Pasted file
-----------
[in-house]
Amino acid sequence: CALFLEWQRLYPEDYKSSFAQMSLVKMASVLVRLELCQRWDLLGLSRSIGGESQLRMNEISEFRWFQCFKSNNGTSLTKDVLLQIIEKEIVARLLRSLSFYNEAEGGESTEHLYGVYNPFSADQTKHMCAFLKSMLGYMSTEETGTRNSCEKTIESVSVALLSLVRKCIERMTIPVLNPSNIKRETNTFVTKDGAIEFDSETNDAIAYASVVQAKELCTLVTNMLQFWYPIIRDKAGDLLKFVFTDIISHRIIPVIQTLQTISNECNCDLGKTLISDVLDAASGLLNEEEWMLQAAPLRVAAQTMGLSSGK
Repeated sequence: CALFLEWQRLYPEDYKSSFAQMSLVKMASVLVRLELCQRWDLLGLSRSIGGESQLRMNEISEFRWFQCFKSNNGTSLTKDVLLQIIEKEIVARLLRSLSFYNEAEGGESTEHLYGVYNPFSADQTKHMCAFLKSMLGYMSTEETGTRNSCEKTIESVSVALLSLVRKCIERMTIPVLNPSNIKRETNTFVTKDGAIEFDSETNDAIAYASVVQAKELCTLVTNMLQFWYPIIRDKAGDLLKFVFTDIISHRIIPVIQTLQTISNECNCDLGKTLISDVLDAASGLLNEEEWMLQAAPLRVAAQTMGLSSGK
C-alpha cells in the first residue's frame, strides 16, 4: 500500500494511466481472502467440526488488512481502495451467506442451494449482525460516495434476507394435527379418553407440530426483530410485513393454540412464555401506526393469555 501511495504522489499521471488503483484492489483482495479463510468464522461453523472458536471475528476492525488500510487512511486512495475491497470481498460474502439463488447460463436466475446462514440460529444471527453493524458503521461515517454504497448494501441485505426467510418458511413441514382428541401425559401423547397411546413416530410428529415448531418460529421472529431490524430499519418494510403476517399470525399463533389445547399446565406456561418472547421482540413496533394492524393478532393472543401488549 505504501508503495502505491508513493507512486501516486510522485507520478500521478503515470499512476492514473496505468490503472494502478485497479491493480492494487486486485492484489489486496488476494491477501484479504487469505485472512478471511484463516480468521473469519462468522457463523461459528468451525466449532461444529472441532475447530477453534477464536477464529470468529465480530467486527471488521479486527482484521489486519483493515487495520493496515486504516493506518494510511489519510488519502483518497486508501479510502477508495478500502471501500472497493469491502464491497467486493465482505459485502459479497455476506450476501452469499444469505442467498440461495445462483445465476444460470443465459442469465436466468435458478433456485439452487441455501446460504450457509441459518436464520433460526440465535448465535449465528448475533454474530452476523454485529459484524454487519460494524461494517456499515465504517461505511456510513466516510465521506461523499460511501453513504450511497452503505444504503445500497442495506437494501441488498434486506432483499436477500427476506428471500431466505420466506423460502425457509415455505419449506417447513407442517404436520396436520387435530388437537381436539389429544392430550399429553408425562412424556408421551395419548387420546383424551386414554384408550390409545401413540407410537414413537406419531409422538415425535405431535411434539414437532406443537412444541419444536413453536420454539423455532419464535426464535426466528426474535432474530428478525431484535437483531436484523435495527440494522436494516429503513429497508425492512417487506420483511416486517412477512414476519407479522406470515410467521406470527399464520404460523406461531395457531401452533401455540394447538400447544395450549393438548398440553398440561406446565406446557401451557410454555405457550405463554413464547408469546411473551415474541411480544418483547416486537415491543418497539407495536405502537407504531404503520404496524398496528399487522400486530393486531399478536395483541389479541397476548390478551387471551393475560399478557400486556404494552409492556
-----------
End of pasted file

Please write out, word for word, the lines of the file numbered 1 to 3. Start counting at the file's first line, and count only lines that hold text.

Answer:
[in-house]
Amino acid sequence: CALFLEWQRLYPEDYKSSFAQMSLVKMASVLVRLELCQRWDLLGLSRSIGGESQLRMNEISEFRWFQCFKSNNGTSLTKDVLLQIIEKEIVARLLRSLSFYNEAEGGESTEHLYGVYNPFSADQTKHMCAFLKSMLGYMSTEETGTRNSCEKTIESVSVALLSLVRKCIERMTIPVLNPSNIKRETNTFVTKDGAIEFDSETNDAIAYASVVQAKELCTLVTNMLQFWYPIIRDKAGDLLKFVFTDIISHRIIPVIQTLQTISNECNCDLGKTLISDVLDAASGLLNEEEWMLQAAPLRVAAQTMGLSSGK
Repeated sequence: CALFLEWQRLYPEDYKSSFAQMSLVKMASVLVRLELCQRWDLLGLSRSIGGESQLRMNEISEFRWFQCFKSNNGTSLTKDVLLQIIEKEIVARLLRSLSFYNEAEGGESTEHLYGVYNPFSADQTKHMCAFLKSMLGYMSTEETGTRNSCEKTIESVSVALLSLVRKCIERMTIPVLNPSNIKRETNTFVTKDGAIEFDSETNDAIAYASVVQAKELCTLVTNMLQFWYPIIRDKAGDLLKFVFTDIISHRIIPVIQTLQTISNECNCDLGKTLISDVLDAASGLLNEEEWMLQAAPLRVAAQTMGLSSGK